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- interstellarum Deep Sky Guide Desk Edition
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- Review of the APM 152 ED serial number 245
- THE BURGESS 24MM MODIFIED ERFLE & 10MM ULTRAMONO
- APM 140mm DOUBLET APO REFRACTOR
- Comparison of the Boltwood II and Sky Alert Cloud Sensors
- Chile Dilly!
- MONO & BINO VIEWING WITH THE BAADER MORPHEUS 17.5MM EYEPIECE
- The Eye of the Flak (Das Auge der Flak)
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Sky Atlas 2000.0 Deluxe
Sky Atlas 2000.0 in its second edition offers nearly 90,000 stars, with all positions derived from the Hipparcos database, the most accurate survey ever undertaken. The map area is 460 x 330 mm (18 by 13 inches). The author, Wil Tirion (email@example.com) Sky Atlas 2000.0 - Second Edition
The Second Edition of Sky Atlas 2000.0, this time with Roger W. Sinnott as co-author, is published and available in a Deluxe version (color) and in two black & white versions; a Desk (black stars on white) and a Field (white stars on black) version. The black & white are also available as laminated versions. All editions can be ordered from Sky Publishing corporation or Cambridge University Press.
I have now owned this book for about six months. I would call it my definitive desk chart reference. Although it is quite large and "too nice" a set of charts to take outside at night, I repeatedly find myself coming back inside at night to compare these charts to the objects visible in my 6x30 finder and the eyepiece. It has assisted me in star-hopping more than any other book I have.
The scale is very large (Leo fills a full 8 1/2 x 11 copy I've made to write all over and keep in my field binder). This allows easy measurement of coordinates using the supplied transparent overlay. For the observer who has a good understanding of the celestial coordinate system, this provides the means to use these charts to establish a jumping off point when star-hopping just won't work to find those deep space objects that are not quite near enough to a bright star for a simple turn of the dial. The plotted objects in these charts are so accurate that I have used the transparency to measure the needed turn of RA and Dec from a star to an object in a void area of the sky, and then gone right back outside and found the object.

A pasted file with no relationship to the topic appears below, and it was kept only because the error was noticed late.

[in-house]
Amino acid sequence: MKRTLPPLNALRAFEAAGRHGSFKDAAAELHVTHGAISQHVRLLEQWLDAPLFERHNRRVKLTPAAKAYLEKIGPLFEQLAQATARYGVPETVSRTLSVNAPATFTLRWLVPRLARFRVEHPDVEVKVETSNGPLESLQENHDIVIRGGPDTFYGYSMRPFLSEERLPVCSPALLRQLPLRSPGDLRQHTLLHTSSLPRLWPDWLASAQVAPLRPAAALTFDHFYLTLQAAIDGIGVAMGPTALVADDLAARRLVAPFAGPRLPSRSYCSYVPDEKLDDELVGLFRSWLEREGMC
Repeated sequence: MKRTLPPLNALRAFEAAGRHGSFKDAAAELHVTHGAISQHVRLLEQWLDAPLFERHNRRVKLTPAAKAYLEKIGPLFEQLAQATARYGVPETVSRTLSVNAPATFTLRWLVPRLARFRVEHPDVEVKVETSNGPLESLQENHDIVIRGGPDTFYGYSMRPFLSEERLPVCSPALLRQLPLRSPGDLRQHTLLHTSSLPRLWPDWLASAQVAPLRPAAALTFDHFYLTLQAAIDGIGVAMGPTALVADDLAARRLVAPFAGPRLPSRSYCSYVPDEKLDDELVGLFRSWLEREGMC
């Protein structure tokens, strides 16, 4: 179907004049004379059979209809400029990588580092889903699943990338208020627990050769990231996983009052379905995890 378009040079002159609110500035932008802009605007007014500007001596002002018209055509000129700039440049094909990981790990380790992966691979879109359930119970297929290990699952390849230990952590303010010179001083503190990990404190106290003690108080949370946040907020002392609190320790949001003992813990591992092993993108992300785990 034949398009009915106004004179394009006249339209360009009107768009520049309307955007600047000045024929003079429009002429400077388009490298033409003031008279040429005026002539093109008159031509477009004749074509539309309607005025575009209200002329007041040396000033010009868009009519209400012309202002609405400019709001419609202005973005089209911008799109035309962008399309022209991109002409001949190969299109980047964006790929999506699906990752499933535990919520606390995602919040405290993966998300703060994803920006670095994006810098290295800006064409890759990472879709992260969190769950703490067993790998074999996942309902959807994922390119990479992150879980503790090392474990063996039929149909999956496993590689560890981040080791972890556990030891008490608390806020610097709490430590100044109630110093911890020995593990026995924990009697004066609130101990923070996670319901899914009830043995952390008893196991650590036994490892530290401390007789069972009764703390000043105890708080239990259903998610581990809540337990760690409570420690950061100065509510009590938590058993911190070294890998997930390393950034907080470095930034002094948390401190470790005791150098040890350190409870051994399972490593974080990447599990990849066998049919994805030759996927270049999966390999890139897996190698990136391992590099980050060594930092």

A good handbook is a necessary companion to get the detail on doubles, clusters, nebula and galaxies. But for a set of charts that will show you where to find objects, this atlas rates right up there with the best.
Updated Feb 2002
I have written two other articles related to the use of this atlas. "Plotting Deep Sky Objects" in the "How To" section of this website is where you will find those articles.
It's been over two years now that I have been using Sky Atlas 2000.0 Deluxe. I have decided that I would not write in the Atlas, although I have penciled in the primary constellation figures. My field binder has now grown to include maybe 50 to 60 8 ½ x 11 scanned pages. These pages are where I record all my notes on object data and location. Numerous pages in my field binder are now marked up similar to those you will see in my "How To" articles.
In addition to using the atlas to record location data, many objects are found easily by the observable star patterns surrounding the object. The magnitude 8.5 limit of stars in this atlas very closely matches the view through my 9x50 finder. For some objects that I have visited more than once, the star-hopping pattern has become the quick and easy way to find the object again. My other scopes have 6x30 finders, so this atlas shows sufficient stars to make star hopping patterns easy to see in the finders, and the scope.
This atlas will not be a disappointment to any user with a moderately sized telescope (mine range from 90mm to 150mm). It has a large enough scale to permit estimating RA and Dec, allowing you to go to a Catalogue is search of data. I use Sky Catalogue 2000.0 Double Stars, Clusters, Nebula and Galaxies. I'm sure this atlas will serve me well for many years to come.